In arguments before the bankruptcy court, if there are conflicts because of the state cases, “a conflict wall” would be established, Schuette said, with different lawyers from the attorney general’s office assigned to different sides.
This isn’t uncommon, he said. The attorney general’s office often represents the Public Service Commission on one side in the utility rate-setting process and ratepayers on the other side, Schuette said.
Once Snyder leaves the governor’s office, Schuette may try to succeed him, positioning himself as a more conservative Republican, Ballenger said. For that, he will need the support of primary voters, who won’t be impressed by his defense of public pensions, but may like his stance on the state constitution, said Tom Shields, a Republican political consultant in Lansing.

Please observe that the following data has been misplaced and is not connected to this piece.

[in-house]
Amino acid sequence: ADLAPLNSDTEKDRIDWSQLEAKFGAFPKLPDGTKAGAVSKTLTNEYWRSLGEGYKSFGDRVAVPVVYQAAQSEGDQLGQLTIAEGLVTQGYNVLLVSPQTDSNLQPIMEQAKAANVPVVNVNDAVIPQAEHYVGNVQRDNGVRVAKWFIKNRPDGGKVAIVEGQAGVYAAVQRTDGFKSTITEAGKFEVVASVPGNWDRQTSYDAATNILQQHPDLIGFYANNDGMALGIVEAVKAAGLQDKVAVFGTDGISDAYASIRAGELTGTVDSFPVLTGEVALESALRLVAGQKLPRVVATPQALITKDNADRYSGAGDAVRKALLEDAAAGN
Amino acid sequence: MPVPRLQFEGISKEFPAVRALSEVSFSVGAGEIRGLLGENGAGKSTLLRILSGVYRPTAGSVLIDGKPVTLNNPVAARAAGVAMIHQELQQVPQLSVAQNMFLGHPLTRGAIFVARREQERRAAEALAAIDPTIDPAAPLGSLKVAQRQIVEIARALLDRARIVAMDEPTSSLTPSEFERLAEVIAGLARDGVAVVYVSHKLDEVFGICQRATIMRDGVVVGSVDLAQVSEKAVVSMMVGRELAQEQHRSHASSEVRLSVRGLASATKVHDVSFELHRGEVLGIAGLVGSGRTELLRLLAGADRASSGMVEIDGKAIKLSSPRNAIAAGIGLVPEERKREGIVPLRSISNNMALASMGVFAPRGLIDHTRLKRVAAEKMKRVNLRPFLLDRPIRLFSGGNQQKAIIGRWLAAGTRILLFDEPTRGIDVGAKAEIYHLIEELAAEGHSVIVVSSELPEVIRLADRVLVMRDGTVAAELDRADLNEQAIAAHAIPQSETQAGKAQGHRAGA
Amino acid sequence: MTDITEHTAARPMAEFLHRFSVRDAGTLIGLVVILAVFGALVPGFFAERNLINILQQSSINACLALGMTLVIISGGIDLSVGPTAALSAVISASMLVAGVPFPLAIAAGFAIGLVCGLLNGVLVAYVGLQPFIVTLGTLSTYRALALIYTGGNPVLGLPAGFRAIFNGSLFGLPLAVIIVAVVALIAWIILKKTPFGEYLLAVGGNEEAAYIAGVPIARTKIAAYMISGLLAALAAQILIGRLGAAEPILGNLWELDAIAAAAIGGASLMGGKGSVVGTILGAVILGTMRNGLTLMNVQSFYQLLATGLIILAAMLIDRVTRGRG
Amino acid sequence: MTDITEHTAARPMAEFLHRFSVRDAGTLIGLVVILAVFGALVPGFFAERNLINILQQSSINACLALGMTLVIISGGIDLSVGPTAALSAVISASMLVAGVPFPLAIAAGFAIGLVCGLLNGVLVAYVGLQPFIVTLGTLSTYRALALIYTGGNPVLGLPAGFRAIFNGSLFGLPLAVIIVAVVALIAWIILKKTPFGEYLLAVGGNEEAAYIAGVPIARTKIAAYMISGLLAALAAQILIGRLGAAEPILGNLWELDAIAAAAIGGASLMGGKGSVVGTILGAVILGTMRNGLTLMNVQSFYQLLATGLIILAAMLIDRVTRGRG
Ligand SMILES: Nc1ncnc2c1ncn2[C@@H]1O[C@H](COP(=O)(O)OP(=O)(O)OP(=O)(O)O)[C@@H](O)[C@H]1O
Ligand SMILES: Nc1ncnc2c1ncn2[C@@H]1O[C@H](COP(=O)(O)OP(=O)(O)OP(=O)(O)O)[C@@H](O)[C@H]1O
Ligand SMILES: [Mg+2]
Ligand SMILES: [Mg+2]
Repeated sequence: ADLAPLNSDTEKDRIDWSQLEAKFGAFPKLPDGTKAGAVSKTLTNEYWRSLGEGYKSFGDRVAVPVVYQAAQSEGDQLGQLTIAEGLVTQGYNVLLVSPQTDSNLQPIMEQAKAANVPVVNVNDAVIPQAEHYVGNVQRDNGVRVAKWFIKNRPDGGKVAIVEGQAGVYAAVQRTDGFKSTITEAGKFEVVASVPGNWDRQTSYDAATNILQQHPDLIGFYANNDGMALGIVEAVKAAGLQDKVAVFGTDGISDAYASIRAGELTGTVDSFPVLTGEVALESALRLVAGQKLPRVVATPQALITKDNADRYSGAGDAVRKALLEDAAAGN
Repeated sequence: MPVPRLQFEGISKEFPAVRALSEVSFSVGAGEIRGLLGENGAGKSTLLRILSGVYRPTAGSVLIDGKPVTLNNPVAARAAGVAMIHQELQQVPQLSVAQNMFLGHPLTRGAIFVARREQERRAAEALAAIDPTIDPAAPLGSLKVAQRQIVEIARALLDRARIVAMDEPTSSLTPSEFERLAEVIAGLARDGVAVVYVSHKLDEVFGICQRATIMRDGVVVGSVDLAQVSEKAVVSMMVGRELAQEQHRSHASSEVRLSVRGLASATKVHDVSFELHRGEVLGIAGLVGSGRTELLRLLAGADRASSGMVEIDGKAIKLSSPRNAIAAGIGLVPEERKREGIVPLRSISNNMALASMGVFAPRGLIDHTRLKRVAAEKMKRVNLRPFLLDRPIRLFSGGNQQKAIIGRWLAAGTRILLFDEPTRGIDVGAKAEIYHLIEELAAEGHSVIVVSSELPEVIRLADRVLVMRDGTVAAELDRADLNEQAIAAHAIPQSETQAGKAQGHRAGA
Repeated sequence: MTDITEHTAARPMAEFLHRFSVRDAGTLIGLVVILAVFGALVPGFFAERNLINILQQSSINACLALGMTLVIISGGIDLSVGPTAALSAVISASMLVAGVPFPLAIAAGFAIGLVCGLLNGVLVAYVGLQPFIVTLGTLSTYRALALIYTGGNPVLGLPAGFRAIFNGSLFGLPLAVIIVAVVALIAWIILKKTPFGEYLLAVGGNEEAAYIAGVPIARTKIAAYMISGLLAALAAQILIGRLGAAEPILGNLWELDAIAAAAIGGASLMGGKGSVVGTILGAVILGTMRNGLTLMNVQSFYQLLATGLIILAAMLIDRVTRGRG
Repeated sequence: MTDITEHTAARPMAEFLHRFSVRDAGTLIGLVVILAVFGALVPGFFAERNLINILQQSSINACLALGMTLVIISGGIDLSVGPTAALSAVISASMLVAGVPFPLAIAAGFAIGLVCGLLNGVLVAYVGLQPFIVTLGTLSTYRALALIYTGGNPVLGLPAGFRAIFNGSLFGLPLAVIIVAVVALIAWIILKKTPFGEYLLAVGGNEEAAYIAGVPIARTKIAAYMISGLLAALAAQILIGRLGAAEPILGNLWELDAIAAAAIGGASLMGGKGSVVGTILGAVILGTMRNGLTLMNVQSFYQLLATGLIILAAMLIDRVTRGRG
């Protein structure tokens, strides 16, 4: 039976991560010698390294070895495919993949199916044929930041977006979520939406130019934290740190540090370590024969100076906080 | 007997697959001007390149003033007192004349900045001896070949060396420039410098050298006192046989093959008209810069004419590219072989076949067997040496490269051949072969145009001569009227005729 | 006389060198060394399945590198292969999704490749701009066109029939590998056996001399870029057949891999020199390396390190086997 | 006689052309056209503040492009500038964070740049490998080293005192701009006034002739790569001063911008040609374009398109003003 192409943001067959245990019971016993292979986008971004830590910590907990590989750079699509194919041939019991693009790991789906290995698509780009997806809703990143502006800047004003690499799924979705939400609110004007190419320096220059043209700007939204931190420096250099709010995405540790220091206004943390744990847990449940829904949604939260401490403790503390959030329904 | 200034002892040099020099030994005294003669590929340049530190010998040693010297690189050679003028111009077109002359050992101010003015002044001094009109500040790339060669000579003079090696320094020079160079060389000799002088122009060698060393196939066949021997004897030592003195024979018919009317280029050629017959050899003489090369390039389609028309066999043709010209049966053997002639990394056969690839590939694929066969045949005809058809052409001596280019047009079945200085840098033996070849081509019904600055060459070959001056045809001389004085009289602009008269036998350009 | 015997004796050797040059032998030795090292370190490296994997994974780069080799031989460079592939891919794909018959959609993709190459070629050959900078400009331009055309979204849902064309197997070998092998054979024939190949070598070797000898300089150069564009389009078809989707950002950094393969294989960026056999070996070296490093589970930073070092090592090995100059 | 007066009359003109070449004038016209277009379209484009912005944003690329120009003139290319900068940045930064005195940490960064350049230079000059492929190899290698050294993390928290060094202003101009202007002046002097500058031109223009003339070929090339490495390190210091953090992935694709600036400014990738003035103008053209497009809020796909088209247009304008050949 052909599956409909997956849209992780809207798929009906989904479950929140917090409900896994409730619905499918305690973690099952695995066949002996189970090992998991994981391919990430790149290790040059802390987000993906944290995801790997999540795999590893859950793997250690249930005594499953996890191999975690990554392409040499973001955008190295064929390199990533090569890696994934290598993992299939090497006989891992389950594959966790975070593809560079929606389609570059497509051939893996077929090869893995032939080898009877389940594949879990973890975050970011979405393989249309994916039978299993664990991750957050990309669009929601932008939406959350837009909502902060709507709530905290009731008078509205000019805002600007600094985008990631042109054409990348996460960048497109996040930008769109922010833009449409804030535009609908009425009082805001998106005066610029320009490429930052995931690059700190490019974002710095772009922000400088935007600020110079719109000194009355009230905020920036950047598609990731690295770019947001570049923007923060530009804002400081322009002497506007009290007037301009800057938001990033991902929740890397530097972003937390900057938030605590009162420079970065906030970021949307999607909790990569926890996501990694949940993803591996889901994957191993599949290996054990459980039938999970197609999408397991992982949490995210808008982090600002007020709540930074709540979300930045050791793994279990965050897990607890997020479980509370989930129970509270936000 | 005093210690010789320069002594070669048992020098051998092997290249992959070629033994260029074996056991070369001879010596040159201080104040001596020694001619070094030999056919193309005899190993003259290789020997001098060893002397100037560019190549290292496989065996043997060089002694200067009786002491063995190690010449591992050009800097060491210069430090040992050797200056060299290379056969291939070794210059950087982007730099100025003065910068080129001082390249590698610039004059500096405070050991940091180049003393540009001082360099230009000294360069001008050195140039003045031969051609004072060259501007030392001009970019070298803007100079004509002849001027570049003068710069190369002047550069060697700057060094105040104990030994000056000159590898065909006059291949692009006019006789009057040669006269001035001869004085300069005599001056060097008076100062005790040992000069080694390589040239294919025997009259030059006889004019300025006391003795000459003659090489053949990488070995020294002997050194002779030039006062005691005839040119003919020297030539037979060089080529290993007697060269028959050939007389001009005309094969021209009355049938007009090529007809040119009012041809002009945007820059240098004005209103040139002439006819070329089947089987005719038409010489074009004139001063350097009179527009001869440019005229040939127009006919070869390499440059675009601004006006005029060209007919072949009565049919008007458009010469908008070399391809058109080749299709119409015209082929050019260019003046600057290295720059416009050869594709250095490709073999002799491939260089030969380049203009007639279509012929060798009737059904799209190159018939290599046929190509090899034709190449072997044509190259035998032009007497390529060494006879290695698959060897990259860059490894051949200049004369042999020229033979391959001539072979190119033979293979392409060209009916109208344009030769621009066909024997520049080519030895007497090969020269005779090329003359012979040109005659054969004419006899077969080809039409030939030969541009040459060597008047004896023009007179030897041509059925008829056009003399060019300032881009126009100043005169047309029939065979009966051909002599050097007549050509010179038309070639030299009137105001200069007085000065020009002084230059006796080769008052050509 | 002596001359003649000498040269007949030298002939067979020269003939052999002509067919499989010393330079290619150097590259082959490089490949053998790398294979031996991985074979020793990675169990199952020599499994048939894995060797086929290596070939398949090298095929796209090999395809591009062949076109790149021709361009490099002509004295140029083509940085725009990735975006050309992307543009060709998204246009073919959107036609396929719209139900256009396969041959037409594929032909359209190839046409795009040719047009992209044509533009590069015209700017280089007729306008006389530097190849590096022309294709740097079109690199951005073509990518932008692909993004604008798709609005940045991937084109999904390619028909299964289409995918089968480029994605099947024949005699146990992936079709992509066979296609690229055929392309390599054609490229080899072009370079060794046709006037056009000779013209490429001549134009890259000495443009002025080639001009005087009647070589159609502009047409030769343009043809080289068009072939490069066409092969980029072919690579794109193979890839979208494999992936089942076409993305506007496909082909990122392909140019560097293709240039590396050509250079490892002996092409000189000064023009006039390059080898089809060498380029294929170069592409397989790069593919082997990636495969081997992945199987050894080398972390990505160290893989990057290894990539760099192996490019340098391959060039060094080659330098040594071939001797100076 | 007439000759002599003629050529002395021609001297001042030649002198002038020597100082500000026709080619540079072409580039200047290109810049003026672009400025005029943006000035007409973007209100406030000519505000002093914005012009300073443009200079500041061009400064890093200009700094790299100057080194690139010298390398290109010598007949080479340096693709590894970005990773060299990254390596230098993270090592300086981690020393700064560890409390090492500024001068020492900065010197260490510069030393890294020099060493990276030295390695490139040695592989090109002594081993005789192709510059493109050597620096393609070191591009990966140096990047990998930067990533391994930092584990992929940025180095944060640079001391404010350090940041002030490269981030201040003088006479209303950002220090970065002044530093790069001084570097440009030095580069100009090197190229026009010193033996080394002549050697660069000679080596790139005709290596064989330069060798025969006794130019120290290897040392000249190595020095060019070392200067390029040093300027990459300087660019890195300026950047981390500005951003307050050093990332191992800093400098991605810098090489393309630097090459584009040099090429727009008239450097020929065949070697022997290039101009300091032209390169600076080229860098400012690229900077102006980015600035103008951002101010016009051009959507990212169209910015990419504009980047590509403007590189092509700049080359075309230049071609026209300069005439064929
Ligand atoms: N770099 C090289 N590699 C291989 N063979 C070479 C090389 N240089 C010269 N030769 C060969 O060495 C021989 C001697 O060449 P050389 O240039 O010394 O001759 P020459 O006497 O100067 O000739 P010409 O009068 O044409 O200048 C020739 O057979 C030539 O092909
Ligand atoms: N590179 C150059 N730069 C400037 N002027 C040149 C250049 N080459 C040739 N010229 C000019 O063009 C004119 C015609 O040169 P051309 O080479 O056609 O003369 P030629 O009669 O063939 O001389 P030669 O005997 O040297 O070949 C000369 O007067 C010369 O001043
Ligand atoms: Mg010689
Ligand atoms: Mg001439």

At the court hearing today, the second since the city filed its bankruptcy petition, Heiman said there are still “significant differences” in talks with creditors. Rhodes gave the parties seven days to make comments and suggestions about his choice of a mediator and to offer details on the timing and substance of the mediation.
Rhodes said this week that he wanted a plan for the city’s reorganization by March. Heiman said today that a plan could be ready by the end of this year.
The hearing may also include any potential fights over issues such as the role of Michigan’s constitution and other objections creditors may raise. Schuette didn’t plan to attend any of the hearings, he said, leaving that to the lawyers he has appointed to handle the case.